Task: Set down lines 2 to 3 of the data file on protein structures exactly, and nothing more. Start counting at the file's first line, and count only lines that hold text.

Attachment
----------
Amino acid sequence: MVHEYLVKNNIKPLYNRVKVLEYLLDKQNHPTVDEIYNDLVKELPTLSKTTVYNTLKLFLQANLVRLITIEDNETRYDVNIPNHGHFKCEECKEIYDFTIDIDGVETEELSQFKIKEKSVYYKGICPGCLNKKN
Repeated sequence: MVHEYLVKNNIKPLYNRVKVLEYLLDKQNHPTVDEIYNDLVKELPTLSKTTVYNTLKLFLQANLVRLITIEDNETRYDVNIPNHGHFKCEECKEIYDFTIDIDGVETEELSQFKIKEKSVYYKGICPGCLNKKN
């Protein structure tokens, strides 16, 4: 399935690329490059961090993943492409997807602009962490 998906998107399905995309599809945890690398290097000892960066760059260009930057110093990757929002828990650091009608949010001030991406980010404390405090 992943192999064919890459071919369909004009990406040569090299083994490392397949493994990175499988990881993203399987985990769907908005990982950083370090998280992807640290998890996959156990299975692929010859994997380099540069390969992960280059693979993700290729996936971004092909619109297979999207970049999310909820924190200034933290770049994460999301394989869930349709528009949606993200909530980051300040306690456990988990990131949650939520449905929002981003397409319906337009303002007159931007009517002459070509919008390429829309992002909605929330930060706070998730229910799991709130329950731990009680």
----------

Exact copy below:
Repeated sequence: MVHEYLVKNNIKPLYNRVKVLEYLLDKQNHPTVDEIYNDLVKELPTLSKTTVYNTLKLFLQANLVRLITIEDNETRYDVNIPNHGHFKCEECKEIYDFTIDIDGVETEELSQFKIKEKSVYYKGICPGCLNKKN
């Protein structure tokens, strides 16, 4: 399935690329490059961090993943492409997807602009962490 998906998107399905995309599809945890690398290097000892960066760059260009930057110093990757929002828990650091009608949010001030991406980010404390405090 992943192999064919890459071919369909004009990406040569090299083994490392397949493994990175499988990881993203399987985990769907908005990982950083370090998280992807640290998890996959156990299975692929010859994997380099540069390969992960280059693979993700290729996936971004092909619109297979999207970049999310909820924190200034933290770049994460999301394989869930349709528009949606993200909530980051300040306690456990988990990131949650939520449905929002981003397409319906337009303002007159931007009517002459070509919008390429829309992002909605929330930060706070998730229910799991709130329950731990009680």